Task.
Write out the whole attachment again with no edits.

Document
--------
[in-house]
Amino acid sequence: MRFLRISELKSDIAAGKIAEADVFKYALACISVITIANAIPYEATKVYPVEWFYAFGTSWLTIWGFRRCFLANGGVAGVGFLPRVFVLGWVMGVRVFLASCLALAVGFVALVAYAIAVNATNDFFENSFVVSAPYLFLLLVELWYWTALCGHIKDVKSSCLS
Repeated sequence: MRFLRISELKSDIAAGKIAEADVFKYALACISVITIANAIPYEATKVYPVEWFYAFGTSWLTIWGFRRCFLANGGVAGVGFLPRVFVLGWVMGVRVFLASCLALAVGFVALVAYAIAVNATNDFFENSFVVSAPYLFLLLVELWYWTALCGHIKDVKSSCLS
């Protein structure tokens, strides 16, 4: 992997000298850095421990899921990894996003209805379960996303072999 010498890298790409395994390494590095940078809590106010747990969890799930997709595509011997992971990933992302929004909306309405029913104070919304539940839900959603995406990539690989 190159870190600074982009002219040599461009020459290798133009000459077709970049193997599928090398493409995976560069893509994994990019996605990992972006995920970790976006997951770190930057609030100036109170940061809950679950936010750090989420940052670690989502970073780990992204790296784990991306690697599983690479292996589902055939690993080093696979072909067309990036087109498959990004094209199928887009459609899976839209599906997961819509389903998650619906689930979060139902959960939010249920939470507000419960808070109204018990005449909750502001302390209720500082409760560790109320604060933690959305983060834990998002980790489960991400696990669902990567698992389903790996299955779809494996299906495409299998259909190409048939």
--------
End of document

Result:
[in-house]
Amino acid sequence: MRFLRISELKSDIAAGKIAEADVFKYALACISVITIANAIPYEATKVYPVEWFYAFGTSWLTIWGFRRCFLANGGVAGVGFLPRVFVLGWVMGVRVFLASCLALAVGFVALVAYAIAVNATNDFFENSFVVSAPYLFLLLVELWYWTALCGHIKDVKSSCLS
Repeated sequence: MRFLRISELKSDIAAGKIAEADVFKYALACISVITIANAIPYEATKVYPVEWFYAFGTSWLTIWGFRRCFLANGGVAGVGFLPRVFVLGWVMGVRVFLASCLALAVGFVALVAYAIAVNATNDFFENSFVVSAPYLFLLLVELWYWTALCGHIKDVKSSCLS
């Protein structure tokens, strides 16, 4: 992997000298850095421990899921990894996003209805379960996303072999 010498890298790409395994390494590095940078809590106010747990969890799930997709595509011997992971990933992302929004909306309405029913104070919304539940839900959603995406990539690989 190159870190600074982009002219040599461009020459290798133009000459077709970049193997599928090398493409995976560069893509994994990019996605990992972006995920970790976006997951770190930057609030100036109170940061809950679950936010750090989420940052670690989502970073780990992204790296784990991306690697599983690479292996589902055939690993080093696979072909067309990036087109498959990004094209199928887009459609899976839209599906997961819509389903998650619906689930979060139902959960939010249920939470507000419960808070109204018990005449909750502001302390209720500082409760560790109320604060933690959305983060834990998002980790489960991400696990669902990567698992389903790996299955779809494996299906495409299998259909190409048939």